A series of Freedom of Information requests filed by Greener Leith suggest that residents of the Leith Neighbourhood Partnership area continue to get a raw deal from the council despite the fact that the Leith and Leith Walk wards are often independently graded as some of the dirtiest in the city.
Last year we reported that enforcement activity in the Leith Neighbourhood Partnership area had declined despite the fact that city-wide Environmental Wardens had been issuing more tickets than ever.
Senior council staff subsequently went on to promise a crack down on those people who fail to use litter bins, dump items in the street or fail to clear up after their dog. Despite this promise, the stats for the last financial year show little improvement.
As you can see from the graphs in this post, it seems the council has virtually ceased to issue fixed penalty notices for fly-tipping, even though 1392 people complained to the council about this in the last financial year. Only two fines for dumping were issued in Leith in this time: both went unpaid, and neither were referred to the Procurator Fiscal for follow up.
But even though only two dumping tickets were issued in the whole year in Leith, that still represents 12.5% of all the enforcement action in the city on this issue – and as Leithers made 13.4% of the total dumping complaints perhaps officials could argue they may hardly be issuing any tickets – but at least the inaction is spread out proportionally.
It’s hard to make the same claim about litter. City-wide the city has continued to increase the numbers of litter fines it dishes out year on year.
In 2010 657 tickets were issued city wide. Four years later this number has risen to 1573. Not bad. Sadly, Leith has not benefited from this trend at all. In 2010 154 litter tickets were issued in the Leith Neighbourhood Partnership area. Four years later that number is just 54.
It is already known that the Leith Neighbourhood Partnership wards are frequently assessed as below the minimum acceptable standard for litter by Keep Scotland Beautiful but if you look at the number of complaints to the council in the last year, the picture doesn’t get any better.
In the last financial year, the council received 60 complaints about litter from Leithers. This is equivalent to 17.6% of the 342 litter complaints received by the council from the whole city.
Contrast that with the fact that just 3.4% of all the litter fines issued in the city were issued in the Leith Neighbourhood Partnership area.
It’s a similar story for dog fouling, although to be clear the number of fines issued to irresponsible dog owners in Leith doubled last year – from 10 to 20. Those 20 fines were the local response to 260 complaints last year from Leithers for dog fouling – which is 14.6% of the whopping 1774 recieved city wide.
The 20 tickets issued in Leith, represent just 6.8% of all the dog fouling tickets issued in the city.
Now, by this stage you’re probably thinking OK already, enough stats.
But the reason these stats are important is because they indicate that the council is not taking a joined up approach to street cleanliness and the environment.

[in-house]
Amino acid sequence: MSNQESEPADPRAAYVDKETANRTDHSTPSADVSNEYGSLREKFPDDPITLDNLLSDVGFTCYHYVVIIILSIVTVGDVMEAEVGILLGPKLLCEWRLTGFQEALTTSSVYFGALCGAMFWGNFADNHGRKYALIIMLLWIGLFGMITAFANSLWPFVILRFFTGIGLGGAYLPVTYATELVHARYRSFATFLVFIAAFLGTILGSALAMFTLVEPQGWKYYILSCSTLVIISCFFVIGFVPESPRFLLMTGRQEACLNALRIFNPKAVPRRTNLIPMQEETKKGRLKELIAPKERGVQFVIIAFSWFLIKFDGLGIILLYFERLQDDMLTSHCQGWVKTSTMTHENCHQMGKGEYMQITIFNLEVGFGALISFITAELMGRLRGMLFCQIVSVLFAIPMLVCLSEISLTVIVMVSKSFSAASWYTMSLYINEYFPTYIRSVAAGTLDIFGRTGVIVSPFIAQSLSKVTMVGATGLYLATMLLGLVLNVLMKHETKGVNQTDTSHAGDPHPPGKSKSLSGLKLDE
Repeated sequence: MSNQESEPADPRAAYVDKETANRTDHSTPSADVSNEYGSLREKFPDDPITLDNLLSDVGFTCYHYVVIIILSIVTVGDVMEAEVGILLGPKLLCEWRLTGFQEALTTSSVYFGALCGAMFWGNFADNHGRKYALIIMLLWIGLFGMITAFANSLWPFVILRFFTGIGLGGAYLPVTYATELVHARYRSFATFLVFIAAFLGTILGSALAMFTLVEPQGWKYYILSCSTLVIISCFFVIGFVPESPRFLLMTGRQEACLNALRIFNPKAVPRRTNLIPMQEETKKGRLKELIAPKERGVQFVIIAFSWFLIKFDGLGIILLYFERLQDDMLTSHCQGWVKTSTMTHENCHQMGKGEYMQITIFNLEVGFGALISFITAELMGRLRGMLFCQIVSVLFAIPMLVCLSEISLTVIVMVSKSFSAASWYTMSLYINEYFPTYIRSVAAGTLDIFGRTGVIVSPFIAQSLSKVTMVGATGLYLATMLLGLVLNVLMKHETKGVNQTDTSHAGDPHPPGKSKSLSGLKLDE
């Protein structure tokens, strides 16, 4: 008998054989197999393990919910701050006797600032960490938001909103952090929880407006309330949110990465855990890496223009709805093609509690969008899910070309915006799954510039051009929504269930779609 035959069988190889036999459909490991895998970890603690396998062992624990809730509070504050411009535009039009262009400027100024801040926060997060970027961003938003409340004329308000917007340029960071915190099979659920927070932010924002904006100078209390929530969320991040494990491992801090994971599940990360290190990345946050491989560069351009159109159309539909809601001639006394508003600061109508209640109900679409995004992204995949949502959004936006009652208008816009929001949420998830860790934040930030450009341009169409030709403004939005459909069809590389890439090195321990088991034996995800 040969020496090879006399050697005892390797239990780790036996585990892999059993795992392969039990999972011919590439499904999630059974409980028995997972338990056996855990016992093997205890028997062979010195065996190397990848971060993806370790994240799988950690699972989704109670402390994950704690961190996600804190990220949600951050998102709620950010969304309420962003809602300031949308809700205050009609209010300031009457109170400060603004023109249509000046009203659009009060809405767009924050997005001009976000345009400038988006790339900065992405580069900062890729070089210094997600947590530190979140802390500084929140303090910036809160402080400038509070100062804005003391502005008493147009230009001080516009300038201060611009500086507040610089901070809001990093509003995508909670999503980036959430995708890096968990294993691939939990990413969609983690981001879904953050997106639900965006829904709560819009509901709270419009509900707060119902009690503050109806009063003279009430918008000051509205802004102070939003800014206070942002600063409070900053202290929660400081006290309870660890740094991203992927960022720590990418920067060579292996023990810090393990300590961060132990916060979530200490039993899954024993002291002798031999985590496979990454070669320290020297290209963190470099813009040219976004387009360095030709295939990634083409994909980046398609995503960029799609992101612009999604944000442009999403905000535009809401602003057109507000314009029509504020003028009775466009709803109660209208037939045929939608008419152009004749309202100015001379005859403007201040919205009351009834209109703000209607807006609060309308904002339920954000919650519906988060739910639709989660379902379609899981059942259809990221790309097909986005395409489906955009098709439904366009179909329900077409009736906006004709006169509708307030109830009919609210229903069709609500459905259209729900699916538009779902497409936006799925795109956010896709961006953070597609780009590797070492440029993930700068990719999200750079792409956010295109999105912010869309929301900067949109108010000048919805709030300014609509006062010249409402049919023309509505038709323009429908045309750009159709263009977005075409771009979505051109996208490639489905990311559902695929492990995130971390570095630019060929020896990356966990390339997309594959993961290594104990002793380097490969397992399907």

Street cleaning, enforcement and behaviour change resources have to be coordinated together.
Is there not an argument for taking resources from the parts of the city that are consistently way above minimum cleanliness standards to help improve standards in other neighbourhoods? Is it fair to suggest that the people who live in Leith deserve a worse service than those in the New Town? The levels of complaints Leithers have made certainly indicates that there are as many people in Leith as any other part of the city who care about the state of the streets. They just seem to be more likely to be ignored.
We’ve been arguing at places like the Clean Leith Forum for more joined up action to bring the wards with the greatest environmental problems up to the same standard as elsewhere, and for more service data to be published routinely so that people can have an informed discussion about their neighbourhood and how it compares to others in the city.
For example, what conclusion should Leithers draw from the fact that in Inverleith Ward, which only coincidentally elects Environment Convenor Councillor Hinds, 115 fines were issued for litter alone last year? In Leith Ward, during the same time period just 14 were issued.
In each quarter of that year, Inverleith scored above Leith Ward in the independent assessments undertaken by KSB
The biggest irony of all is that a key statistic used to monitor the overall performance of the council by the likes of Audit Scotland are the independent “LEAMS” surveys coordinated by Keep Scotland Beautiful. If the council put more resource into tackling the areas of the city, like Leith, that consistently score poorly, then the whole city-wide average score would go up – and everyone could claim a success.
Quite why this is isn’t apparently happening is anyone’s guess. And in the meantime it would seem that people will continue to try to make matters into their own hands, by organising community clean-ups and community-led anti-dog fouling campaigns themselves.